Is the timer part of the main control board?
To test for continuity on the older combination bimetal thermostat/ defrost temperature sensor, which is what I have on my 2003 Samsung RS2533SW/XAA model, do you have to submerge the thermostat in ice water to get a closed circuit reading? No one has bothered to answer my other question yet. I unplugged the refrigerator for 7 hours and when I took a reading for continuity on my combination bimetal thermostat/defrost temp. sensor connector, it showed an open circuit. When I plugged the refrig back in and took a reading two hours later, my multimeter beeped on the continuity setting, indicating a closed circuit although I couldn't get an ohm reading. It showed 0.L on the display readout. I have a very complex Fluke meter and I'm wondering if I have to reset the range to get an accurate ohms reading. Also, is the timer actually part of the main control board in this model and how do I check it. The timer controls what? Does it control how long the drain heater is on or how long the thermostat stays closed or something else? One other thing I need to clarify, since Samsung has had so many issues with its units icing up, the company has re-engineered or modified their heater components and evaporator systems several times over. My 2003 model has only one heater at the bottom of the evaporator assembly called a drain heater. I do not have an additional heater woven into the evaporator assembly. That design change was done after my 2003 model was manufactured. Also, my bimetal thermostat & defrost temperature sensor were wired into the same connector plug. Samsung has changed the design of those dual components after my 2003 model, as well. Now these are sold as two separate components each with its own connector plug, which I can't use since I have only one female connector plug for both. When I was researching the icing problem in my freezer, I checked my drain heater for continuity. I had to replace it. Then I checked the combi thermostat/ defrost sensor and had the two readings described above. Now I want to check the timer to see if it is defrosting the evaporator coils for a long enough time period. I'm not sure how long it's supposed to stay on or send a current but I was told by a technician that even if your thermostat, defrost sensor, and heater are working, the timer may not be keeping one of these components heating or closed long enough. Since I'm no certain which of these components is being controlled by the timer, I'd like to know the answer to that question, as stated before. So, how do I check the timer if it is integrated in the control board, as opposed to an actual timer that can be replaced? I see that there are pins to check readings on the control board but I do not know how to check the readings, although I have a key to read the PCB layout on the control board. This diagnosis may be beyond my scope.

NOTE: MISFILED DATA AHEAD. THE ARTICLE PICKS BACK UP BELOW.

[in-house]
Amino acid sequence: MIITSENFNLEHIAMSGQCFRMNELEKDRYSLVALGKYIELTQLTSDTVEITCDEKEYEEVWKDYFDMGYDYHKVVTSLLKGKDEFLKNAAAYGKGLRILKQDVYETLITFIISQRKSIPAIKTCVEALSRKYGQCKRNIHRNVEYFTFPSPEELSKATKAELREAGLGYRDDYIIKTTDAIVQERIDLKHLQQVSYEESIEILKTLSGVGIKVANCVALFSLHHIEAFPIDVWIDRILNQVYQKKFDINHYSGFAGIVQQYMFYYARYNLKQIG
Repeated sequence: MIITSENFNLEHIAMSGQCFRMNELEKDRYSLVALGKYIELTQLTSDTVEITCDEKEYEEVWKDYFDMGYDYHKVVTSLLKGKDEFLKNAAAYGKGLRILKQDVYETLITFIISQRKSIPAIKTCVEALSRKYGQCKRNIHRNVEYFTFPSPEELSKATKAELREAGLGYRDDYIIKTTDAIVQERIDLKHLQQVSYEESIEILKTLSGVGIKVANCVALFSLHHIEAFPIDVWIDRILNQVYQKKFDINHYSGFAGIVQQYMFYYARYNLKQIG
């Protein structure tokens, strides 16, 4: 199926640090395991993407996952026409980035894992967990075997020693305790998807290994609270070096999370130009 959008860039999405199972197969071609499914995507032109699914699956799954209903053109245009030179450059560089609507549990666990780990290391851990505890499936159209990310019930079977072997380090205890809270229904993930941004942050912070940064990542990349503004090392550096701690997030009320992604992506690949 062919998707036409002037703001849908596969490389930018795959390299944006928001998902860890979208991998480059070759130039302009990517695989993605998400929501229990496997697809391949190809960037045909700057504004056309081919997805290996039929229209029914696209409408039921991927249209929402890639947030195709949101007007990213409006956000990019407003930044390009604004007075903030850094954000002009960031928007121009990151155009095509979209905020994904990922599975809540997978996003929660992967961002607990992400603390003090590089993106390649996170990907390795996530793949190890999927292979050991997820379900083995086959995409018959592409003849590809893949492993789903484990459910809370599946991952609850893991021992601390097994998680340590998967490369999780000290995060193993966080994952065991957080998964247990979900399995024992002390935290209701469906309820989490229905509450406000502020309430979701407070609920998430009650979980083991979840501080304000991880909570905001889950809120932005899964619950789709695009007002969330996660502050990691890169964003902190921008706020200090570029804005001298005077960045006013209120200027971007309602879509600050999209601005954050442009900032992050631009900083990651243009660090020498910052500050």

Ads By Google
Last edited by pondfrog321 : 03-04-2013 at 06:30 PM.